Designing Better Cancer Drugs
Insight into how carrier molecules move through tumors could lead to safer cancer treatments.
Chemotherapy drugs wash in and out of tumors quickly and end up attacking healthy tissues. Increasing a drug’s heft by attaching a larger molecule, called a drug carrier, could help chemotherapy drugs to penetrate deeply into tumors – and stay there. But how to design these drug complexes to optimize their movement through the tumors is tricky business.
Researchers at Duke University, led by Ashutosh Chilkoti, associate professor of biomedical engineering, have now generated a wealth of information about how drug carriers move through tumors and what sizes are best for targeting the tumors. The group has worked with a polymer called dextran, but the results could apply to any polymer drug carrier. Chilkoti describes their research as “an engineering test to figure out approximate design rules for how you might want to design or select polymers for cancer drug delivery.”
For 20 years, chemists have known, in theory at least, that they could take advantage of tumors’ leaky blood vessels and nonexistent drainage systems – if they could design and synthesize a drug carrier with the right molecular weight. Such bulked-up drugs would readily leak into tumor blood vessels, allowing the drug to accumulate where it is most needed.
Several polymer drug carriers are in clinical trials in the United States and one is already used in Japan. But the optimal design of these carrier molecules has been under debate. Indeed, their behavior in tumors has never been fully quantified before, according to Pavla Kopeckova, a research professor of pharmaceutics and pharmaceutical chemistry at the University of Utah.
Chilkoti and Matt Dreher, a Duke graduate student in biomedical engineering, studied the drug carrier in mice with human carcinoma tumors growing on their backs. The Duke researchers anesthetized mice, put them on a microscope platform, and injected fluorescently labeled drug carriers into their tail blood vessels. Through a Plexiglas window chamber sewn onto the mice’s backs, “You can actually image the fluorescence as it starts to build inside the tumor, and you can track it for close to an hour,” Chilkoti says.
Previous studies of the movement of polymer drug carriers through tumors relied on single image points, rather than a continuous stream of images like the ones Chilkoti’s group acquired. Although they did not monitor healthy tissues, previous research suggests that such large molecules cannot easily pass through normal blood vessels.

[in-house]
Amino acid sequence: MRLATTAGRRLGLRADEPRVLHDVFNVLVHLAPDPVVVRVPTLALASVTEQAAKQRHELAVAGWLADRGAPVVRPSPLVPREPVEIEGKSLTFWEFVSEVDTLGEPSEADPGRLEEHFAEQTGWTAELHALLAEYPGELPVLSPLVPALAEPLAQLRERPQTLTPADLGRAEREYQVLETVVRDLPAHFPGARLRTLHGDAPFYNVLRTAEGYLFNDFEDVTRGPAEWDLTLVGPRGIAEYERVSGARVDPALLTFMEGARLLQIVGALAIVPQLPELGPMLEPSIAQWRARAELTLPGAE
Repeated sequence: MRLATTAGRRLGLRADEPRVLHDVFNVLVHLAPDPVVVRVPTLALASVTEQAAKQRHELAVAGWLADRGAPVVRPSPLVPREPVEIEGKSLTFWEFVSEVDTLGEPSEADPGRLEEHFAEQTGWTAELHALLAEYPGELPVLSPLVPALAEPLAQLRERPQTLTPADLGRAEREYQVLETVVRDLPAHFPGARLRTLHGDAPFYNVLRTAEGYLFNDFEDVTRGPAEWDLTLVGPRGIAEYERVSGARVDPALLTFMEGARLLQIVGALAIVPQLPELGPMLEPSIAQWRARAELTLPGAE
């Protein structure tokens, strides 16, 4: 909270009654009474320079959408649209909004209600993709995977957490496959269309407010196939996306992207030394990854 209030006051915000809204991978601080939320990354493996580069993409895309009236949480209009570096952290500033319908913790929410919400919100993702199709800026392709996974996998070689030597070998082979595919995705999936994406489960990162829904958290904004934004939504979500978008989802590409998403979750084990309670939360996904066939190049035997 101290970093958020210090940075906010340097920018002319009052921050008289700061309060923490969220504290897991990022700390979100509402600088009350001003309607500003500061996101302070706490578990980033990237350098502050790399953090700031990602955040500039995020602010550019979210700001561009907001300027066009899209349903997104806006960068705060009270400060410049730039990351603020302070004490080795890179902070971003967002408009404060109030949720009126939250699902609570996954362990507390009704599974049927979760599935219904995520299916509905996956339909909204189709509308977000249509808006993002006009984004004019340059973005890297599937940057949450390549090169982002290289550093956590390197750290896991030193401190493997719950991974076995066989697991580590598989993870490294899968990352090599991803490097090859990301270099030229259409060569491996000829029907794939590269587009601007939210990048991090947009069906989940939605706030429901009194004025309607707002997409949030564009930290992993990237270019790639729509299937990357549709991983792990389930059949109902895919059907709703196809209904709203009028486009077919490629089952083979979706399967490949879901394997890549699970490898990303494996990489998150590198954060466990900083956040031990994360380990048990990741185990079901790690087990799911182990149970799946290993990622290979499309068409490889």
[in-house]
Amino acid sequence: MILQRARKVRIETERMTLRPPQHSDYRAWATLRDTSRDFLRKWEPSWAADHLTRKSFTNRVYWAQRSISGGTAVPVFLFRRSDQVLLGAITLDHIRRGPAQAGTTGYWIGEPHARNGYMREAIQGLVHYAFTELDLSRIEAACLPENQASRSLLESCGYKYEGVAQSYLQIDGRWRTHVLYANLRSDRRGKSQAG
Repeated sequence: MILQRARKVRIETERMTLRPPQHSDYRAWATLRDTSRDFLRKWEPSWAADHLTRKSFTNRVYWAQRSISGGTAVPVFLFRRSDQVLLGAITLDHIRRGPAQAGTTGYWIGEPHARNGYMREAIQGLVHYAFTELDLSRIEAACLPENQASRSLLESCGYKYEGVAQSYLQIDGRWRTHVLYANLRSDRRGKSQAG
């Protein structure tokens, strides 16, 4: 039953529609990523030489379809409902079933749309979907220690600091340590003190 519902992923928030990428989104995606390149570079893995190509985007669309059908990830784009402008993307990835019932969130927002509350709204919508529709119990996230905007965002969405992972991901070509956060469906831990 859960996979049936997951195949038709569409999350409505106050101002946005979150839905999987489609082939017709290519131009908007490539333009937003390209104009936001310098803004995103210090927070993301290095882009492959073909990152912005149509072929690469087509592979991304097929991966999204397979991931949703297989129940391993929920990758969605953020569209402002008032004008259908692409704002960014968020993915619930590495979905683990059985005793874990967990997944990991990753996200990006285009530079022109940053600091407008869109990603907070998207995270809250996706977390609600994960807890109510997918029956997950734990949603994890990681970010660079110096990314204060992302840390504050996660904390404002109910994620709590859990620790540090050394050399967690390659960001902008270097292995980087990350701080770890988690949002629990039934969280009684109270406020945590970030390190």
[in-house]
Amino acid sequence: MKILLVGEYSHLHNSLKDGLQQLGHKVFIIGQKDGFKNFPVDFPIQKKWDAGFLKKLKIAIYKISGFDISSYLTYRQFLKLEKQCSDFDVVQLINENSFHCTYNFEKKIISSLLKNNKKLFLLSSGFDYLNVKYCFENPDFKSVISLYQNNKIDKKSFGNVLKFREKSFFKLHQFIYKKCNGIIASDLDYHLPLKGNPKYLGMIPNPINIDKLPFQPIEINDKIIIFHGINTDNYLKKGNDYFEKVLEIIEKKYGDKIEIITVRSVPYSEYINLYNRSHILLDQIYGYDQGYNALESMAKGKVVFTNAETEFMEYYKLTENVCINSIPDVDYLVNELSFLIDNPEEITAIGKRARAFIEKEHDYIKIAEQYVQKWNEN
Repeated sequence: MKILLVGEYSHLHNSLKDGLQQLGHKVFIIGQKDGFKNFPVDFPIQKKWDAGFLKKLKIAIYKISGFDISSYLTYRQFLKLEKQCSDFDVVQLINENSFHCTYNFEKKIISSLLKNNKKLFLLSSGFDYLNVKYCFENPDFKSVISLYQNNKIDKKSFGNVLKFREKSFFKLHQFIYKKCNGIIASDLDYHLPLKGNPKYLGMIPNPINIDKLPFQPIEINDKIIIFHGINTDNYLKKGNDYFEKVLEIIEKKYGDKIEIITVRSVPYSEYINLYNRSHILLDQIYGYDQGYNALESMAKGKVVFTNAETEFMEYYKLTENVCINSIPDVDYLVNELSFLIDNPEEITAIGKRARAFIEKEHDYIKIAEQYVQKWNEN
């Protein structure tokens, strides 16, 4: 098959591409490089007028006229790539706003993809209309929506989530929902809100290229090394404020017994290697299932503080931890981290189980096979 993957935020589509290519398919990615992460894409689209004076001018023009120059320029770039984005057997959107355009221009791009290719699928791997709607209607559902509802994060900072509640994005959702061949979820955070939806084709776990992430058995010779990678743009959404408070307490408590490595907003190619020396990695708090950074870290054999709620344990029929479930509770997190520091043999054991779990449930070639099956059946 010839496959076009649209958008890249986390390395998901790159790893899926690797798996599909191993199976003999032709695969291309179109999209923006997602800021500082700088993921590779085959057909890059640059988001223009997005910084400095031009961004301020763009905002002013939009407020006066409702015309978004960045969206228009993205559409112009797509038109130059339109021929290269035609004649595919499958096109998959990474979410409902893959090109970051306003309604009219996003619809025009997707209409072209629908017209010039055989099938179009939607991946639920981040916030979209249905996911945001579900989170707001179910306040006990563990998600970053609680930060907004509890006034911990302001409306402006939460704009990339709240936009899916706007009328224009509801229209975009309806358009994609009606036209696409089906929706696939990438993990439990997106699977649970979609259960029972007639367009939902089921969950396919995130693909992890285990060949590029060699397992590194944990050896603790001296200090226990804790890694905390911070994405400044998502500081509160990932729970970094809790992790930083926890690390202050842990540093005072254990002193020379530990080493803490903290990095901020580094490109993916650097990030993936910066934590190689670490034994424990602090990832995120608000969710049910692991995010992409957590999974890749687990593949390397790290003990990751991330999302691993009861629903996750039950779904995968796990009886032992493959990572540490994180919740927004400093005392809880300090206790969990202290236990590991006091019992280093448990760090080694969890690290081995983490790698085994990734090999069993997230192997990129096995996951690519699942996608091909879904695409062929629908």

Utah’s Kopeckova says there has been heated discussion for a decade “about the size of the carrier of the drug, and I think this paper will bring lots of details which were missing.” She’ll use the new information in her work on a carrier for an ovarian cancer drug that finds tumors by recognizing markers on their cells.
Chilkoti has already begun applying the results to his work on a synthetic protein drug carrier that becomes insoluble in the blood at 42 degrees Celsius (five degrees above normal body temperature). Technologies have already been developed to heat tumors from the outside, using ultrasound and microwaves, and Chilkoti’s drug carrier would piggyback on these techniques. “The idea is when you turn on the heat, these things become insoluble, they form particles inside the tumor. So it’s like implanting little tablets of drug,” he says. “Then when you turn the heat off, they dissolve from this very high concentration and penetrate throughout the tumor.” Chilkoti says this therapy would work well with breast cancer.
But Chilkoti also stresses that his group’s study of the detailed mechanisms of drug carriers is only a starting point. “You would use this information to design and select your carrier, and then you would want to go into clinical trials and see if it works,” he says.